Graze Steakhouse


by Sophie Gitonga  (Resident Foodie)

It’s been an awkward time for meat lovers like me. We are being asked to leave what the WHO would describe as an abusive relationship. Recently, the WHO didn’t mince words when they declared that red meat was bad for humans. Not bad because of love handles and clogged arteries. No dear friends,  cancer bad, right up there with ciggies and radioactive waste.  I glossed over that report and took the same position as the Australians; screw the WHO. Life is too short for tofu burgers.

As confirmation of my smugness towards this health advisory, I’ve gladly accepted an invitation to the Graze Restaurant at the Sankara Hotel. A beef paradise if I ever saw one. Sitting pretty on the hotel’s first floor, it’s fashioned after an American steakhouse; smart, cozy and dimly lit. It has my kind of décor; black and white photos mounted on one wall, a stack of wood pieces on another and my favourite, the menu scribbled on the blackboard. I have a thing for blackboards- gives the impression that a lesson is about to be had. I’m meeting my friend here and I spot him on the balcony, delicately balancing his seething cup of lemon and honey tea as he chats up the manager.  The dusk and the votive lights give an ethereal feel to the place.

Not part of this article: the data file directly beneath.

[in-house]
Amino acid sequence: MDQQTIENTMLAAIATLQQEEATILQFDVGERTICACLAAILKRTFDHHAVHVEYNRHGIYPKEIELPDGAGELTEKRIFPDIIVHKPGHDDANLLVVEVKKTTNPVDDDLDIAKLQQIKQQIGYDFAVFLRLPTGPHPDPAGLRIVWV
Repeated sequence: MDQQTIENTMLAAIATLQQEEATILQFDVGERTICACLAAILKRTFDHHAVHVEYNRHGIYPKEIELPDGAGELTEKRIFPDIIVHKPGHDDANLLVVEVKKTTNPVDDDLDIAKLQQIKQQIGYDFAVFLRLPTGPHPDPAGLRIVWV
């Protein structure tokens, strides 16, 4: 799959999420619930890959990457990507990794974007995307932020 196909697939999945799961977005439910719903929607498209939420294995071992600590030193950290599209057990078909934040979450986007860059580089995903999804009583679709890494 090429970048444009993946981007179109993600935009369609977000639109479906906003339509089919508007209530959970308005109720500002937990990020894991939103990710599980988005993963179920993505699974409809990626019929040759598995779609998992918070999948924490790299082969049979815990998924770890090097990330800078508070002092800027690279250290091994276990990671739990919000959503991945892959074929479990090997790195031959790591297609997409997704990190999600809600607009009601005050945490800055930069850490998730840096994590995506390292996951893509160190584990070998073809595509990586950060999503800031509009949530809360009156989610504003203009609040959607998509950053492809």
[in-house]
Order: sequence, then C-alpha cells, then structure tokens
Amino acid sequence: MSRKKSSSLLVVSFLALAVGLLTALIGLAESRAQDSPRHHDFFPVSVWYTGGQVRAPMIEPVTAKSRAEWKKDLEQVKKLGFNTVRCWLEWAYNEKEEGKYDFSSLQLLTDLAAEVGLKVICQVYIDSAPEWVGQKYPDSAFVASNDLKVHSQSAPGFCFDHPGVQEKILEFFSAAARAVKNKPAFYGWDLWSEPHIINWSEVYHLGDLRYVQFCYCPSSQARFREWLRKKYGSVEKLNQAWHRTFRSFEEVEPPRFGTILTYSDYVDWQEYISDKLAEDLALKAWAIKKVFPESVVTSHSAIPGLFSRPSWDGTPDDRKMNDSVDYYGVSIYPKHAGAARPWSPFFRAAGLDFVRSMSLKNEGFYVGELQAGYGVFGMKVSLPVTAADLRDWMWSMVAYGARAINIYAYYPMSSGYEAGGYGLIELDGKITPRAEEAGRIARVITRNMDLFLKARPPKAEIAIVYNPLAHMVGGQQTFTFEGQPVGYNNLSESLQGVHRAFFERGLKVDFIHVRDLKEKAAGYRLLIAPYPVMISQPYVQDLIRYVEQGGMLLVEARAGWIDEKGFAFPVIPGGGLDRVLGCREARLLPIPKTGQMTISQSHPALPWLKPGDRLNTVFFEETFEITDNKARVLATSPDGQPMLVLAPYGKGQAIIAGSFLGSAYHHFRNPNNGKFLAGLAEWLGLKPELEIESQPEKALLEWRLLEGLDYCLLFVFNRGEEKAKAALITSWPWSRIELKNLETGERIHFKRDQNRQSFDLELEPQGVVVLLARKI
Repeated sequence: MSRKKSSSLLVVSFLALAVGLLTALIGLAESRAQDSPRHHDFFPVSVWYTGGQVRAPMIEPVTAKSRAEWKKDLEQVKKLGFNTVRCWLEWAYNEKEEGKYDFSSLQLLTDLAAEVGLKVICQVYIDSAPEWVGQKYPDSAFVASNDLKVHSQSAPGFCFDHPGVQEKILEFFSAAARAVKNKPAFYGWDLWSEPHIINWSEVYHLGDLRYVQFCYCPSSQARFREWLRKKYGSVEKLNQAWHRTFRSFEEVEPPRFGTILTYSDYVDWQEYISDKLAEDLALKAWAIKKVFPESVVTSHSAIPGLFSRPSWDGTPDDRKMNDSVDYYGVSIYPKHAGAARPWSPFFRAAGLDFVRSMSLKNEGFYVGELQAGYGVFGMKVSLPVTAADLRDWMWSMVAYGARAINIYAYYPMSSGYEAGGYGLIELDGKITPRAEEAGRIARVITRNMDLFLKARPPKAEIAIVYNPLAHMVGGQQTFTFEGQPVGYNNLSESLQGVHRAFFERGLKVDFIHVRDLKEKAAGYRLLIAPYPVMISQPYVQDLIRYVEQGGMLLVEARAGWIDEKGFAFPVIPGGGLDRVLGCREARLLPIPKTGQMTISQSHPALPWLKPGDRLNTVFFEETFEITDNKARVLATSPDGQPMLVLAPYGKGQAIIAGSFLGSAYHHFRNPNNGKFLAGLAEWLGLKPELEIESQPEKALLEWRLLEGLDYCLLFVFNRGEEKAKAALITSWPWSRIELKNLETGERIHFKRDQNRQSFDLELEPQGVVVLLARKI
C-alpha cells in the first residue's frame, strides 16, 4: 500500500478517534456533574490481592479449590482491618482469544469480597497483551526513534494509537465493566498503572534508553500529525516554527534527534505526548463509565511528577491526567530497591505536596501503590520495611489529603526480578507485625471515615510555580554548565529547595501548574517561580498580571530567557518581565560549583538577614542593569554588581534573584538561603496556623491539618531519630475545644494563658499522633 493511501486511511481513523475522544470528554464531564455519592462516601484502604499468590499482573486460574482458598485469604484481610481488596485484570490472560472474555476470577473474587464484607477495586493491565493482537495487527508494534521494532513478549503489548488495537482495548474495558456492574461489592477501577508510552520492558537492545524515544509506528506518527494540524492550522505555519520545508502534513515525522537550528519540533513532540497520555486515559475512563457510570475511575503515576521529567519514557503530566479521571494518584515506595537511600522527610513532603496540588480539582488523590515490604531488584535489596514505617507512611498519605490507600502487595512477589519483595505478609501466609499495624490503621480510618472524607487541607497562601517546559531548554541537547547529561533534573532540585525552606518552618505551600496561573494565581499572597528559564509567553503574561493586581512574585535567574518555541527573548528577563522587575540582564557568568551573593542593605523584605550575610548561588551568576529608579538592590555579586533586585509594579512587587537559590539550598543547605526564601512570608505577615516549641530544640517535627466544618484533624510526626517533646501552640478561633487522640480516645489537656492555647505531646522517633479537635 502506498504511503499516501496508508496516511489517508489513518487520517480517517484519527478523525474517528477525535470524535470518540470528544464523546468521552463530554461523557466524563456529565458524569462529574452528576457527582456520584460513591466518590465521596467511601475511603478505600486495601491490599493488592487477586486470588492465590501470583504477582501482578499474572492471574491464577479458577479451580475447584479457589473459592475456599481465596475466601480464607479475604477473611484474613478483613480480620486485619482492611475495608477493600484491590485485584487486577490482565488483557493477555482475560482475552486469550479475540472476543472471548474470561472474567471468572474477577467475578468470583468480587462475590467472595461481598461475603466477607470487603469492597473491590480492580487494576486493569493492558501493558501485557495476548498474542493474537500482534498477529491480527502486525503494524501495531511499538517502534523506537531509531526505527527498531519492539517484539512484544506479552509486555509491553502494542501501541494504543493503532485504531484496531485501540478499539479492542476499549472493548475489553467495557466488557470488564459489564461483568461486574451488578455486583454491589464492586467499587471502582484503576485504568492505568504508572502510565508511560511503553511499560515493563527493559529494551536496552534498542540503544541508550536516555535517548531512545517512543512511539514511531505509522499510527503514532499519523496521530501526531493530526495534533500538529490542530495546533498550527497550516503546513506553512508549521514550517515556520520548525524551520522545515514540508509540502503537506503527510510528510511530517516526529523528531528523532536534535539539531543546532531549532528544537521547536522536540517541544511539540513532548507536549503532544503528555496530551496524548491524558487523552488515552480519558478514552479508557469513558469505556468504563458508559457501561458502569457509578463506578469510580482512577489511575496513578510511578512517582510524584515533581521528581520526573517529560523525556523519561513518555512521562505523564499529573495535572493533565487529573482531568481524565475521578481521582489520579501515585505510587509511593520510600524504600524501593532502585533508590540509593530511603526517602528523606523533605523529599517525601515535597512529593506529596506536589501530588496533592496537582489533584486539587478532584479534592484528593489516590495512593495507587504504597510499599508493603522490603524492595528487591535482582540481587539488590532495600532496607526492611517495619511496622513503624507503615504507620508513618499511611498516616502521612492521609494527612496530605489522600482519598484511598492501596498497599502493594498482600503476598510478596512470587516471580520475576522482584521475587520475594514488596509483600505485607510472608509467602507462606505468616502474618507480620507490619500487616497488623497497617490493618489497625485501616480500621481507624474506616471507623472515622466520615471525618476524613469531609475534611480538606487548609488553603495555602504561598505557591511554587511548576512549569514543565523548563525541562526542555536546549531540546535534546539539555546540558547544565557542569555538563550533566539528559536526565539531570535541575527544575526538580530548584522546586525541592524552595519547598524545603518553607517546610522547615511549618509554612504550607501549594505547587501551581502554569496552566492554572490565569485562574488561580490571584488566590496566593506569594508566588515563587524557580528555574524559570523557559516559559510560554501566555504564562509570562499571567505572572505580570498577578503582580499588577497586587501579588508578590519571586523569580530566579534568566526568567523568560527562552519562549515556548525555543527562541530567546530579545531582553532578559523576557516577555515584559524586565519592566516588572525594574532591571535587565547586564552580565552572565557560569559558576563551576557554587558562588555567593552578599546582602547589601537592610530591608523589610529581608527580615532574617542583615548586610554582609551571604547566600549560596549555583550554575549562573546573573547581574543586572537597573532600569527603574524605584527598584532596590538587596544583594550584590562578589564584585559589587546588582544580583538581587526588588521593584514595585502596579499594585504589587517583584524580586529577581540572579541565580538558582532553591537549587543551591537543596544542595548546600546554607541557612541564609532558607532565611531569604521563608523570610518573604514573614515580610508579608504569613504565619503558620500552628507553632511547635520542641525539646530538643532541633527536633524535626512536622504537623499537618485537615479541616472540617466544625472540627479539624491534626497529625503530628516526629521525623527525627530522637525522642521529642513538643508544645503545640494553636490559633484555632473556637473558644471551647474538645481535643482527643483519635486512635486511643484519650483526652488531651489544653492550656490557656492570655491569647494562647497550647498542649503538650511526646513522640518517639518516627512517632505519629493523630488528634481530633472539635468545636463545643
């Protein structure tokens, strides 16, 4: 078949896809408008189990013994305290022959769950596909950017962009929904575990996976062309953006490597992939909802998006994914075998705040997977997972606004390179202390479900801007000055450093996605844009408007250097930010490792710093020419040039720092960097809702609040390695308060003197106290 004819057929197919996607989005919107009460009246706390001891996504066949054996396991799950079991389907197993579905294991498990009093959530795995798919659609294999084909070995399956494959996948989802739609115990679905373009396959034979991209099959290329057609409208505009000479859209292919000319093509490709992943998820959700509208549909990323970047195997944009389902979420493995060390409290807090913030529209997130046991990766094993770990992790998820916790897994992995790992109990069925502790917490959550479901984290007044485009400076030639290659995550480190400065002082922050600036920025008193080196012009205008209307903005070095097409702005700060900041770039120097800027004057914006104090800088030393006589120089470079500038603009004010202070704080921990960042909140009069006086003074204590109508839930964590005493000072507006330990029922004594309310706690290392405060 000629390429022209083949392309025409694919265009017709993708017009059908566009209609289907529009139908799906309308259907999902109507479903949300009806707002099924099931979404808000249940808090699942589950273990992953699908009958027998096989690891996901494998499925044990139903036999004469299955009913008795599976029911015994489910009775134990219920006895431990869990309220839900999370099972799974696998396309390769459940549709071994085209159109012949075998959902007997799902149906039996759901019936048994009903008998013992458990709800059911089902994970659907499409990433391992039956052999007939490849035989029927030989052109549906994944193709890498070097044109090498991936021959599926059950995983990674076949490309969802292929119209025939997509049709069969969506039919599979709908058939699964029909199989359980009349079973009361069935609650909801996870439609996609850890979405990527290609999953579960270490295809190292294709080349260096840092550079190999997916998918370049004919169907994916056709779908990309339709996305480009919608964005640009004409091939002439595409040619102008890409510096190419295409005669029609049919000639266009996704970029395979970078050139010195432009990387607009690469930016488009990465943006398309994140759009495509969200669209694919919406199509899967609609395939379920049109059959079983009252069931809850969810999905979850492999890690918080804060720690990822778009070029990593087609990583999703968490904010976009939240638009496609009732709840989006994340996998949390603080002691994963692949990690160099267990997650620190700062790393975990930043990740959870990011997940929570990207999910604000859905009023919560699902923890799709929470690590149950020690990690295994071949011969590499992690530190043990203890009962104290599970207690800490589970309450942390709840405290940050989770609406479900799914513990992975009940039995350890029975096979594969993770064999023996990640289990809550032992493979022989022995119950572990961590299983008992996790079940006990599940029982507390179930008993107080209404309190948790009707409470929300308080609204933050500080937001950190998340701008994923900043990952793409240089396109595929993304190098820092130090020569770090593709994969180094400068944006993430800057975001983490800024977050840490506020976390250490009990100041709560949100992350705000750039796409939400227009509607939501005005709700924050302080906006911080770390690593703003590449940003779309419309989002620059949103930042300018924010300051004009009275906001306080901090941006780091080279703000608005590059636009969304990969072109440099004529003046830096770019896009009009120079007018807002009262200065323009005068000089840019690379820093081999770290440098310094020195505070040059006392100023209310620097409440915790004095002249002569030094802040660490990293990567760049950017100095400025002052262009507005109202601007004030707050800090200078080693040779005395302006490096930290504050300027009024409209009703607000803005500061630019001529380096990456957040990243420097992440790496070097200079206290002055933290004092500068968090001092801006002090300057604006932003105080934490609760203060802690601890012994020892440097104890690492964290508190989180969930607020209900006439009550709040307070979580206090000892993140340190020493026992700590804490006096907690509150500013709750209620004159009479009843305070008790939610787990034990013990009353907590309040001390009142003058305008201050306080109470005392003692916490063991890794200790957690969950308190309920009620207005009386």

Ken the sous chef joins us at our table. It’s a slow night so he can afford to hobnob with the diners.  He’s worked in the industry for 15 years, having hopped around some really swanky restaurants before landing at the Graze steakhouse. He knows a lot about meat and imparts some of his knowledge with us. The meat served here comes from Morendat, the happy cow farm in Naivasha. If you believe in reincarnation and you think there’s a chance you might come back as a cow, then Morendat is where you want to end up. The Morendat breeds are a genetic soup of black Angus from Scotland and our local Borana and other smaller obscure breeds, resulting in hardier and stockier animals.  The cows here are fed a steady diet of corn, lucerne and molasses until they are sufficiently plumped and then they are led away to a gentle death that involves a stun gun and a neck massage. OK, I’m not sure about the neck massage but I think that should be a hallmark requirement of a zen death. The carcasses are then taken to what I would call the beef morgue where they are hang and left to dry-age for about twenty one days. The process leaves you with a tender and more flavourful meat.

Ken receives 800kg a week of his Morendat beef which he then portions to various cuts and sizes. He has these cut pieces on a tray display and brings them out to beef cut novices like me who don’t know the sirloin from the flank.  I’m torn between chateaubriand and the rib eye. Weighing in at six hundred grams, the chateaubriand is a formidable cut of meat with a hefty price tag of 3250/- cash money! You need to be sure that your card is activated before you opt for this one but Ken assures that you get your money’s worth.